A full-size spare would have been the only way that our trip could have continued uninterrupted. But our car has a staggered setup with 225/40ZR18 tires in the front. So what size should the spare be? If it were the 255/35ZR18 rear size then having a flat front tire would result in having a mismatched front set. If the spare were the 225/40ZR18 front size, then having a flat rear tire would result in a mismatched rear set. Bottom line, there were no other alternatives that would have resulted in a better outcome.
Indeed in your situation that seems to be the case. For me at least, that would be a deterrent enough to not buy a car with a staggered setup for use on long trips. (Of course, the lack of a full-size spare means there's no benefit anyway.)

Quote:
Now, about the run-flat tire itself and the screw that caused it to go flat. From the time that we exited the Autobahn until we got the warning was less than a kilometer. We drove less than two kilometers to Auto Orth, only to find it closed, then less than a kilometer to the hotel and less than a kilometer back to Auto Orth on Monday morning. Take a good look at the screw in the tire (the pictures don't do it justice, the head of the screw had been ground completely flat). Do you think that the screw would have been that damaged with only a few kilometers on it, in other words, did we pick up that screw after exiting the Autobahn or did we pick up the screw on the Autobahn or before we got on the Autobahn? Prior to the exit we had been driving for several hours at speeds of 110-120 MPH (not KPH!) and had a brief run at 145 MPH. When my wife saw the screw in the tire she said she sure hoped that we had picked up that screw after we got off the Autobahn. My reaction was the opposite, I said that I hoped that we had picked it up and driven on the Autobahn like that, because that would be a huge testament to the safety of run flat tires.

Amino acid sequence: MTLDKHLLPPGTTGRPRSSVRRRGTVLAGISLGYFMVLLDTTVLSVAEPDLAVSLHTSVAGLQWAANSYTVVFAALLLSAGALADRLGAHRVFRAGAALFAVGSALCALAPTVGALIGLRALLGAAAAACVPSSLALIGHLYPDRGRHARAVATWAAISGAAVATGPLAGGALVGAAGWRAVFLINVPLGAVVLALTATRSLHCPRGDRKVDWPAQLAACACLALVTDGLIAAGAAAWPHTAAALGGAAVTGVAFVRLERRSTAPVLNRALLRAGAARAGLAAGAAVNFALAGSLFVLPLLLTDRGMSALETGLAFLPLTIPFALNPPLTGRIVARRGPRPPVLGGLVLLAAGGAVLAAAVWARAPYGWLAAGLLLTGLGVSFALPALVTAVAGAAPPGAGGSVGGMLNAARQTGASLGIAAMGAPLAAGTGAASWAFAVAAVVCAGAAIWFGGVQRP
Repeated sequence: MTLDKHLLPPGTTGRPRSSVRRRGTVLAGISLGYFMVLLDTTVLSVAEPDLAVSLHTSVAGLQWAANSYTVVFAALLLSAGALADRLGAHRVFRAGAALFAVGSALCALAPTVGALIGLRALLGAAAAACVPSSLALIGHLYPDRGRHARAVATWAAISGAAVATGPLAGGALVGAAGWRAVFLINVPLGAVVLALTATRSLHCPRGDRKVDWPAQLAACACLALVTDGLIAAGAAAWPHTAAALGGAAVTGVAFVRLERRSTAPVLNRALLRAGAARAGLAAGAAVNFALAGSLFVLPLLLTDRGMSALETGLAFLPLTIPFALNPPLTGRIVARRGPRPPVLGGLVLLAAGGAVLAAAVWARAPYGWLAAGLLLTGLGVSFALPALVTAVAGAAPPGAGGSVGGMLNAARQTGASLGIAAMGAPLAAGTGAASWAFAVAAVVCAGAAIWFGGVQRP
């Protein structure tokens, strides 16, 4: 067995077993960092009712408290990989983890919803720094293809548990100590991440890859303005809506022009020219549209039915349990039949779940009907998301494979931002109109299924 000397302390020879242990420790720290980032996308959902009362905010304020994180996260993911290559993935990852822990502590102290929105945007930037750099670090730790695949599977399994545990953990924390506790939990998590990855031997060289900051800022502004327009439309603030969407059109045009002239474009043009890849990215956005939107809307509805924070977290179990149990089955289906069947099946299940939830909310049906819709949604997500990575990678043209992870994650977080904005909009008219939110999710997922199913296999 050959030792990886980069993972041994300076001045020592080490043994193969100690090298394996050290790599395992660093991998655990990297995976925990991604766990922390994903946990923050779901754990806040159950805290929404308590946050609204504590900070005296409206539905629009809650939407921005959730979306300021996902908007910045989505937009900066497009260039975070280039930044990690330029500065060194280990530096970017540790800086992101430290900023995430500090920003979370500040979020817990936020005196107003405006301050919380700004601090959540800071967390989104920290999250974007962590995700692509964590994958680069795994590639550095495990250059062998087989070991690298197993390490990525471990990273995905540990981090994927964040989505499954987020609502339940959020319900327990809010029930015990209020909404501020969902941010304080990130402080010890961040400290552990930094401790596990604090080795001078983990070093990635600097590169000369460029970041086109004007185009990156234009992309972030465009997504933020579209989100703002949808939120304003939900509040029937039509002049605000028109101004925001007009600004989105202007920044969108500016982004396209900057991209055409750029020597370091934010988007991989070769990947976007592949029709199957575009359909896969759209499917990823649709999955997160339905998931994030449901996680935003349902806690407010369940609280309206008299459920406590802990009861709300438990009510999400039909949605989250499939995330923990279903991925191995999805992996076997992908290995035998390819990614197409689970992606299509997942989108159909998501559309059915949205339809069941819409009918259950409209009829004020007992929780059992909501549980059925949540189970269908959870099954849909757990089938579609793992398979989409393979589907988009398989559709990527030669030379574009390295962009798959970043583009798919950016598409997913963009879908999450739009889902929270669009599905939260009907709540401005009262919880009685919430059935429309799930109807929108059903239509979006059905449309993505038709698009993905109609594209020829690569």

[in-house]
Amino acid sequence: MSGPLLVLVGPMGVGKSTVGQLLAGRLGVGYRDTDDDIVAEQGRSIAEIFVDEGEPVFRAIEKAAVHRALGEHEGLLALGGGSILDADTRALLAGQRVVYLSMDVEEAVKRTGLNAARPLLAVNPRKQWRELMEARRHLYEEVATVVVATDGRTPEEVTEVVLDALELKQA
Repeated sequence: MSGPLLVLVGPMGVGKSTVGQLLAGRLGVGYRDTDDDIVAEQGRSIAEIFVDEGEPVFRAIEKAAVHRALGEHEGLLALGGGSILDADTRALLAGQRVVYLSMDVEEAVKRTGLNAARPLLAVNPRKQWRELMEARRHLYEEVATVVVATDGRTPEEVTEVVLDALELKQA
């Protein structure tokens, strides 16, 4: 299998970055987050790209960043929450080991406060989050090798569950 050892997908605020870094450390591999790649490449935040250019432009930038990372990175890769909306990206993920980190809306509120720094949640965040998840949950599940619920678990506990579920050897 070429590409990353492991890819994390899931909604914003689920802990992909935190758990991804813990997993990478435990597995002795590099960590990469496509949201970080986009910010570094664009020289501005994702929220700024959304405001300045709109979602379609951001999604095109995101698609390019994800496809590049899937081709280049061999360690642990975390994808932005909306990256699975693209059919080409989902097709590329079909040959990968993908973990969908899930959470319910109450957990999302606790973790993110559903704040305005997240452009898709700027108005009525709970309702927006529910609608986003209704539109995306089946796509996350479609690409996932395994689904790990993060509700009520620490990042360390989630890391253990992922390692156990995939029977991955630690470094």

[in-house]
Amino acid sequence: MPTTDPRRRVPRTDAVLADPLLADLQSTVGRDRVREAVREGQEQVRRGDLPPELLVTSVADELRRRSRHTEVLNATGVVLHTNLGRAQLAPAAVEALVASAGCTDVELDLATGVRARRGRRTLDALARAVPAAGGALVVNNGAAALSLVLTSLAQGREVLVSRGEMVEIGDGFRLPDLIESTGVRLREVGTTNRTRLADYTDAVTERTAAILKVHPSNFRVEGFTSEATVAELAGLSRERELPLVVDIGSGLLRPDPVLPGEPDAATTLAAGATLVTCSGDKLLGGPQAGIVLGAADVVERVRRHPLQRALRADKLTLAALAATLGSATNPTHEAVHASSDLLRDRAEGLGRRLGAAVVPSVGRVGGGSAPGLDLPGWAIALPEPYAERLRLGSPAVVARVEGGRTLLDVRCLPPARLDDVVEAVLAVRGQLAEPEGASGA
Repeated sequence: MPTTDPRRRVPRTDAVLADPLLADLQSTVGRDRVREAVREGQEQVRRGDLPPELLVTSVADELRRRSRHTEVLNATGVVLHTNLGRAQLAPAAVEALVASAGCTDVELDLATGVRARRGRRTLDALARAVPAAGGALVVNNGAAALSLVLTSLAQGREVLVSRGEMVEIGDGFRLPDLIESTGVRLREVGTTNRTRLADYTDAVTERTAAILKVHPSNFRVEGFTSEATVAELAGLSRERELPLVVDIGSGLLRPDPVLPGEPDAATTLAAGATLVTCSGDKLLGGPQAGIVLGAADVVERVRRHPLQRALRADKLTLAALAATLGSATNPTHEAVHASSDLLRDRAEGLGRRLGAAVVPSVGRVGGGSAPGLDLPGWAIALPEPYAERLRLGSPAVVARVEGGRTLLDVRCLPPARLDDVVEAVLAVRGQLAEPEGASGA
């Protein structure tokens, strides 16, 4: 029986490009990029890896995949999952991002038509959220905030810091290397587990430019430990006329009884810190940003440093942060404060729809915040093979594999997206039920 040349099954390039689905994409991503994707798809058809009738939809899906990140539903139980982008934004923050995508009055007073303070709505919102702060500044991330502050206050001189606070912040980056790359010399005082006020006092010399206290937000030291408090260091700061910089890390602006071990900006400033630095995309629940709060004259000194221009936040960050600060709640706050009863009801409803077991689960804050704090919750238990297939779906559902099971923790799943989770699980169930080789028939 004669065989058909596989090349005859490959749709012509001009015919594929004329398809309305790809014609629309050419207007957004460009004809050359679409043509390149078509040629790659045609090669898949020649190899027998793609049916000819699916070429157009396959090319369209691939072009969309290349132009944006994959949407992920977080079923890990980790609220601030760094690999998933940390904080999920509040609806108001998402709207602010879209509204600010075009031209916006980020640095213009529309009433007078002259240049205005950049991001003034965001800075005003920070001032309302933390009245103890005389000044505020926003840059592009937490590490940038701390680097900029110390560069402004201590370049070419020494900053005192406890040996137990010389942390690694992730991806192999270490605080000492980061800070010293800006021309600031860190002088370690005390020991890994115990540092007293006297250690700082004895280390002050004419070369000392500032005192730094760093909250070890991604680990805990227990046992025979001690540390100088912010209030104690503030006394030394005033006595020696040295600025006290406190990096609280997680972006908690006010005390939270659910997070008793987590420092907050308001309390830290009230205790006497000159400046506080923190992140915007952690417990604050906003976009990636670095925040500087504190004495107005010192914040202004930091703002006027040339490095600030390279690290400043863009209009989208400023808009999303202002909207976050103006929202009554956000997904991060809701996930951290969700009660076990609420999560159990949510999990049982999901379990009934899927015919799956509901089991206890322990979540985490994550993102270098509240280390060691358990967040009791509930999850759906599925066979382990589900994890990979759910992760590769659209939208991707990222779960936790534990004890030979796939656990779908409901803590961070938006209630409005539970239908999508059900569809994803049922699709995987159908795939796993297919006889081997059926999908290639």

The only thing that really matters is how things performed after the time that the TPM came on because that is when the tire pressure dropped. So even if you had the nail before getting on the Autobahn, as long as it didn't result in a drop in pressure, not sure that it matters. Or is it that run-flats are more resistant to getting punctured than regular tires?
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Last edited by mr_clueless; 11-12-2012 at 01:16 PM.
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  #32  
Old 11-12-2012, 08:12 PM
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BMWFatherFigure BMWFatherFigure is offline
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  #33  
Old 11-19-2012, 09:25 PM
mgarciah mgarciah is offline
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Location: Costa Rica